Wireshark User's Guide7.7.5. TCP/UDP port name resolution (transport layer) .7.8. Checksums .7.8.1. Wireshark checksum validation .7.8.2. Checksum offloading .8. Statistics .8.1. Introduction .8.2. The "Summary" window .8.3. The "Protocol Hierarchy" window .8.4. Conversations .8.4.1. What is a Conversation? .8.4.2. The "Conversations" window .8.4.3. The protocol specific "Conversation List" windows .8.5. Endpoints .8.5.1. What is an Endpoint? .8.5.2. The "Endpoints" window .8.5.3. The protocol specific "Endpoint List" windows .8.6. The "IO Graphs" window .8.7. WLAN Traffic Statistics .8.8. Service Response Time .8.8.1. The "Service Response Time DCE-RPC" window .8.9. The protocol specific statistics windows .9. Customizing Wireshark .9.1. Introduction .9.2. Start Wireshark from the command line .9.3. Packet colorization .9.4. Control Protocol dissection .9.4.1. The "Enabled Protocols" dialog box .9.4.2. User Specified Decodes .9.4.3. Show User Specified Decodes .9.5. Preferences .9.5.1. Interface Options .9.6. Configuration Profiles .9.7. User Table .9.8. Display Filter Macros .9.9. GeoIP Database Paths .9.10. Tektronix K12xx/15 RF5 protocols Table .9.11. PRES Users Context List .9.12. SCCP users Table .9.13. SMI (MIB and PIB) Modules .9.14. SMI (MIB and PIB) Paths .9.15. SNMP users Table .9.16. User DLTs protocol table .10. Lua Support in Wireshark .10.1. Introduction .10.2. Example of Dissector written in Lua .10.3. Example of Listener written in Lua .10.4. Wireshark's Lua API Reference Manual .10.4.1. Saving capture files .10.4.2. Obtaining dissection data .10.4.3. GUI support .10.4.4. Post-dissection packet analysis .10.4.5. Obtaining packet information .10.4.6. Functions for writing dissectors .10.4.7. Adding information to the dissection tree .10.4.8. Functions for handling packet data .10.4.9. Utility Functions .A. Files and Folders .A.1. Capture Files 4216222223227240241247252252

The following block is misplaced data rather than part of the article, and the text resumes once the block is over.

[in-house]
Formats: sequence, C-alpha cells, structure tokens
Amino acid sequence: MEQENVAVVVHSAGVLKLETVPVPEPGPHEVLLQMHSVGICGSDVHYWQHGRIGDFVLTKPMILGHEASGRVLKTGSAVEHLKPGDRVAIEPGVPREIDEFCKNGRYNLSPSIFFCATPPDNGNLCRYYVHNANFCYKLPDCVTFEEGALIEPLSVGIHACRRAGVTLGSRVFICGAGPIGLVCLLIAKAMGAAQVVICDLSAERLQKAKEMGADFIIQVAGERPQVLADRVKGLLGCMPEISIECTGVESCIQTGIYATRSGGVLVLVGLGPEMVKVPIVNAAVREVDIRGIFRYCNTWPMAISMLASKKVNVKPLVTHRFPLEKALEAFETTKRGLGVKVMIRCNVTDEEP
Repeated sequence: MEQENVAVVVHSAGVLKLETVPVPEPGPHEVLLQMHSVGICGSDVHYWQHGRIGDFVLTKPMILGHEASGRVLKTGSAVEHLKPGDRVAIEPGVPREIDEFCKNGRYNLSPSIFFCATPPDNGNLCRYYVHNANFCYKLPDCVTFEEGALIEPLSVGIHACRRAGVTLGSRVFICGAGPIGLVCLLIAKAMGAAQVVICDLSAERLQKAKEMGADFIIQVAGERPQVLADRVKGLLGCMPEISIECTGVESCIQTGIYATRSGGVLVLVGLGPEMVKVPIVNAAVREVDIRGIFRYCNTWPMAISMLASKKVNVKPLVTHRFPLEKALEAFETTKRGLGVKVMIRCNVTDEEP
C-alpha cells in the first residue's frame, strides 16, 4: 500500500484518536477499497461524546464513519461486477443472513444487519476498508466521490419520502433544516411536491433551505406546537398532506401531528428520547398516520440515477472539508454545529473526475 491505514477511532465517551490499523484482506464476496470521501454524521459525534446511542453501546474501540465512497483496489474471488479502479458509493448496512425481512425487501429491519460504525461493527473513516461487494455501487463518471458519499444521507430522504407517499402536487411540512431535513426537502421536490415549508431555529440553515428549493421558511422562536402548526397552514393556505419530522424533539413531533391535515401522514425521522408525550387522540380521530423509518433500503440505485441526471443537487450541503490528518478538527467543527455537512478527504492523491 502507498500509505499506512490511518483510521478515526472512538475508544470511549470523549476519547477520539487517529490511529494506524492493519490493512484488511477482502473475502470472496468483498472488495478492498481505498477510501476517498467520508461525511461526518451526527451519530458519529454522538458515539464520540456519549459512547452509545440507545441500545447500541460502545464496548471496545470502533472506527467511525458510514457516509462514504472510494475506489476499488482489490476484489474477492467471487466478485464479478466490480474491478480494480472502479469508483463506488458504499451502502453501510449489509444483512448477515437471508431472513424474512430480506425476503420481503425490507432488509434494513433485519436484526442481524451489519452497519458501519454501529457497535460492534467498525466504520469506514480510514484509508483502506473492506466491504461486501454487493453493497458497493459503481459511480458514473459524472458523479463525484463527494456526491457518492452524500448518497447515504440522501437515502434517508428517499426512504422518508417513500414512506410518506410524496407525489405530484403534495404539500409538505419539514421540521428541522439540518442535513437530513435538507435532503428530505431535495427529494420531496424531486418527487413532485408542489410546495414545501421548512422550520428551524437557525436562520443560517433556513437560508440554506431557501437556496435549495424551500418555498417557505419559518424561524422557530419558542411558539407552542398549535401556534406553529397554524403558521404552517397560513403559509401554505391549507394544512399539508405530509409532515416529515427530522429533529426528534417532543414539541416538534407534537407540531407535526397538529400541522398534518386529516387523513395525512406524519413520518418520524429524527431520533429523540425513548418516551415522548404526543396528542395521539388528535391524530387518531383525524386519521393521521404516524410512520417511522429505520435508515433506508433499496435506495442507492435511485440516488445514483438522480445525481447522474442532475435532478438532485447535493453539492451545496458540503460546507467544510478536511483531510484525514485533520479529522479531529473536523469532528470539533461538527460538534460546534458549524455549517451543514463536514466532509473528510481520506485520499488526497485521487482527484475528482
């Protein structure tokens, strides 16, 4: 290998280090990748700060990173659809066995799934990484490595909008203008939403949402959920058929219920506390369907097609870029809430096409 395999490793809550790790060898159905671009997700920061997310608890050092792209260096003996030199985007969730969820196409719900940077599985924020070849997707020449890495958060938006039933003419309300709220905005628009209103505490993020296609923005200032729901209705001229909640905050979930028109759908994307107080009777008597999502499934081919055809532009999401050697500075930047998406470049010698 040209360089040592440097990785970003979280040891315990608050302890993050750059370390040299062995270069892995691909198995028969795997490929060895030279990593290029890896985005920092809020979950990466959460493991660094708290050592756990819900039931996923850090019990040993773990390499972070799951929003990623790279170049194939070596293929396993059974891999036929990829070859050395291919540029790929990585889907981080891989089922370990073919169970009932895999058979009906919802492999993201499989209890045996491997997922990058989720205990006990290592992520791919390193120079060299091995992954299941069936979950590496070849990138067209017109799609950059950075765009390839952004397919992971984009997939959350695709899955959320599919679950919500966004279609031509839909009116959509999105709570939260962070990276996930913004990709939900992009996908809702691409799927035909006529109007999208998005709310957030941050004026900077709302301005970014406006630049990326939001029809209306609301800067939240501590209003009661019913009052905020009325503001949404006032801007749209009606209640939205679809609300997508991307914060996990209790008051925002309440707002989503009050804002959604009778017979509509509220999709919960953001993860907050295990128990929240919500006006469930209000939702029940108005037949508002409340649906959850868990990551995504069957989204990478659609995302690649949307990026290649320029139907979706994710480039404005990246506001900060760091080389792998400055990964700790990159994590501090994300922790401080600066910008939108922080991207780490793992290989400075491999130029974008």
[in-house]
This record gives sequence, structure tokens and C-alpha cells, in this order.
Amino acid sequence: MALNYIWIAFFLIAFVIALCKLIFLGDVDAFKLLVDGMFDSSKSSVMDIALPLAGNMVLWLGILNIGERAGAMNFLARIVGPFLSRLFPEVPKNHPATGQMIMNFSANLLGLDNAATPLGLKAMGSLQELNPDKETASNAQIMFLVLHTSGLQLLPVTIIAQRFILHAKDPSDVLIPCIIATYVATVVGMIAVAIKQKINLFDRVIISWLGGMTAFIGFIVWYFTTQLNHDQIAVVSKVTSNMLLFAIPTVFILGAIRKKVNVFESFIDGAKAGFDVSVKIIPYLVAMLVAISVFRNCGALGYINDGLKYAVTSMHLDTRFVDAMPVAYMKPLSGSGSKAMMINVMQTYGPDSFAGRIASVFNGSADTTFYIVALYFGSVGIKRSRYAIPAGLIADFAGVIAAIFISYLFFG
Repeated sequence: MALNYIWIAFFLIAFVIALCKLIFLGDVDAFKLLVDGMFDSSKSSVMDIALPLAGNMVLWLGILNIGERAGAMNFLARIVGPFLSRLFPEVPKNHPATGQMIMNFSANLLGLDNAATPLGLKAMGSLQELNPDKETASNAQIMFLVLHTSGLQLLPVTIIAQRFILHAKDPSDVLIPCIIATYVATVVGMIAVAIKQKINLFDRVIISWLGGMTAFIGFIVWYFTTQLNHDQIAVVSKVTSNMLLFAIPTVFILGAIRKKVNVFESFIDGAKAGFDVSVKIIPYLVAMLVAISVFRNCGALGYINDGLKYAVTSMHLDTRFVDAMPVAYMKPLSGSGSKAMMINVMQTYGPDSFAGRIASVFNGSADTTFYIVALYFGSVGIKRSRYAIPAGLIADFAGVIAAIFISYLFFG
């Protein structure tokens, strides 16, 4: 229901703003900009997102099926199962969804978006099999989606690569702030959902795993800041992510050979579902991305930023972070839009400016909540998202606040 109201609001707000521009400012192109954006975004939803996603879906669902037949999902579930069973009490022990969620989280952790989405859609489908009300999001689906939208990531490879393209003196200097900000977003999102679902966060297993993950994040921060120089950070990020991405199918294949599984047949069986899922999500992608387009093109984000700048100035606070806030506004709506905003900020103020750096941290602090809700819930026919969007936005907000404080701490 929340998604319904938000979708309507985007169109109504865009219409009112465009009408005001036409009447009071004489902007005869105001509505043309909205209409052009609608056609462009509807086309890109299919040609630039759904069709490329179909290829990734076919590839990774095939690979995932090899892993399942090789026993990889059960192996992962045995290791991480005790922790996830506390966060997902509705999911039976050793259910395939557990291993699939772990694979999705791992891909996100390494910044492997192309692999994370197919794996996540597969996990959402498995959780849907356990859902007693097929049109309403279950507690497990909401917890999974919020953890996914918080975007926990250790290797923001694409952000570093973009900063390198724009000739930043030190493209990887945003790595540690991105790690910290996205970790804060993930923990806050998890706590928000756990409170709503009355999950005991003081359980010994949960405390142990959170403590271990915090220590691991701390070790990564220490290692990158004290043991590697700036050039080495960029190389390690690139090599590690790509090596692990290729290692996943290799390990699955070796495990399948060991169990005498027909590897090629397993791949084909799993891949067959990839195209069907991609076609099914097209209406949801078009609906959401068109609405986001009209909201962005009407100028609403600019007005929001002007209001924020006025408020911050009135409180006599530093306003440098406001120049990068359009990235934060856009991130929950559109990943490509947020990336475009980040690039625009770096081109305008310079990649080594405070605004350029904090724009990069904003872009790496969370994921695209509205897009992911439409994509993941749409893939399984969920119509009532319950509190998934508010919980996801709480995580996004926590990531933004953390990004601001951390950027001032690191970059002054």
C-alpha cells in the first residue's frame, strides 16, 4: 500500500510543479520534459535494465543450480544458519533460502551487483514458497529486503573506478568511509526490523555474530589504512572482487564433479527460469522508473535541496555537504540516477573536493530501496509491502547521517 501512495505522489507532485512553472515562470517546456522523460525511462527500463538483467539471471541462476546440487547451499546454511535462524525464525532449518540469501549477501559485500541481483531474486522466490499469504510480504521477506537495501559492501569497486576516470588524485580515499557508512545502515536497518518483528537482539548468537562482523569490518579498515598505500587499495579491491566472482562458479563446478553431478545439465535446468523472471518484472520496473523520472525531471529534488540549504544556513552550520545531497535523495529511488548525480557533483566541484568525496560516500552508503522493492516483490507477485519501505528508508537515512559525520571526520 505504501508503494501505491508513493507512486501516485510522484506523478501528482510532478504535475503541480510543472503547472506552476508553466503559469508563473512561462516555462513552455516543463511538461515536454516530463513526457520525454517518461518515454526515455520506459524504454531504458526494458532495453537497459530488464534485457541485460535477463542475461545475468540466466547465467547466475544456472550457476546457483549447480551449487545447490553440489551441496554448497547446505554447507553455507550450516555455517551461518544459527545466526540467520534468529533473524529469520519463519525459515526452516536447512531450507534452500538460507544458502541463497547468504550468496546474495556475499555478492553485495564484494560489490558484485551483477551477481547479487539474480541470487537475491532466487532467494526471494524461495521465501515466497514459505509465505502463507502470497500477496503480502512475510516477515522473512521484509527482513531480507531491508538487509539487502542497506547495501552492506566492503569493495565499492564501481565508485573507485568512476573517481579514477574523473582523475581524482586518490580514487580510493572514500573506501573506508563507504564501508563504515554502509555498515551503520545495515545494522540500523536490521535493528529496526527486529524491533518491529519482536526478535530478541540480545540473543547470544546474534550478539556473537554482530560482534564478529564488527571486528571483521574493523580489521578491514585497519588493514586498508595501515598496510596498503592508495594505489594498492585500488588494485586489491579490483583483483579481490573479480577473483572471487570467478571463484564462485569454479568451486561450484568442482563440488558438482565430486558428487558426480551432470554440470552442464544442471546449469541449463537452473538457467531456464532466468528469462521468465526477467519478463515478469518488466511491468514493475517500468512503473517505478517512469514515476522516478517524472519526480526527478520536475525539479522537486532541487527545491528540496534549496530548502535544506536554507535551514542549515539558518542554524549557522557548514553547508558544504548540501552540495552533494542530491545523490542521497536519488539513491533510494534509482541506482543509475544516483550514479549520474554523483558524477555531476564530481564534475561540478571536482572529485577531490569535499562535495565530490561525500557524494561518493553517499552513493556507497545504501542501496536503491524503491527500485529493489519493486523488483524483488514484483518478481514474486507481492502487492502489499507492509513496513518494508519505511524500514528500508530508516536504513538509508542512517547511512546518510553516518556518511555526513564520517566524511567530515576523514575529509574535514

Wireshark User's GuideA.1.1. Libpcap File Contents .A.1.2. Not Saved in the Capture File .A.2. Configuration Files and Folders .A.3. Windows folders .A.3.1. Windows profiles .A.3.2. Windows Vista/XP/2000/NT roaming profiles .A.3.3. Windows temporary folder .B. Protocols and Protocol Fields .C. Wireshark Messages .C.1. Packet List Messages .C.1.1. [Malformed Packet] .C.1.2. [Packet size limited during capture] .C.2. Packet Details Messages .C.2.1. [Response in frame: 123] .C.2.2. [Request in frame: 123] .C.2.3. [Time from request: 0.123 seconds] .C.2.4. [Stream setup by PROTOCOL (frame 123)] .D. Related command line tools .D.1. Introduction .D.2. tshark: Terminal-based Wireshark .D.3. tcpdump: Capturing with tcpdump for viewing with Wireshark .D.4. dumpcap: Capturing with dumpcap for viewing with Wireshark .D.5. capinfos: Print information about capture files .D.6. editcap: Edit capture files .D.7. mergecap: Merging multiple capture files into one .D.8. text2pcap: Converting ASCII hexdumps to network captures .D.9. idl2wrs: Creating dissectors from CORBA IDL files .D.9.1. What is it? .D.9.2. Why do this? .D.9.3. How to use idl2wrs .D.9.4. TODO .D.9.5. Limitations .D.9.6. Notes .E. This Document's License (GPL) 2282284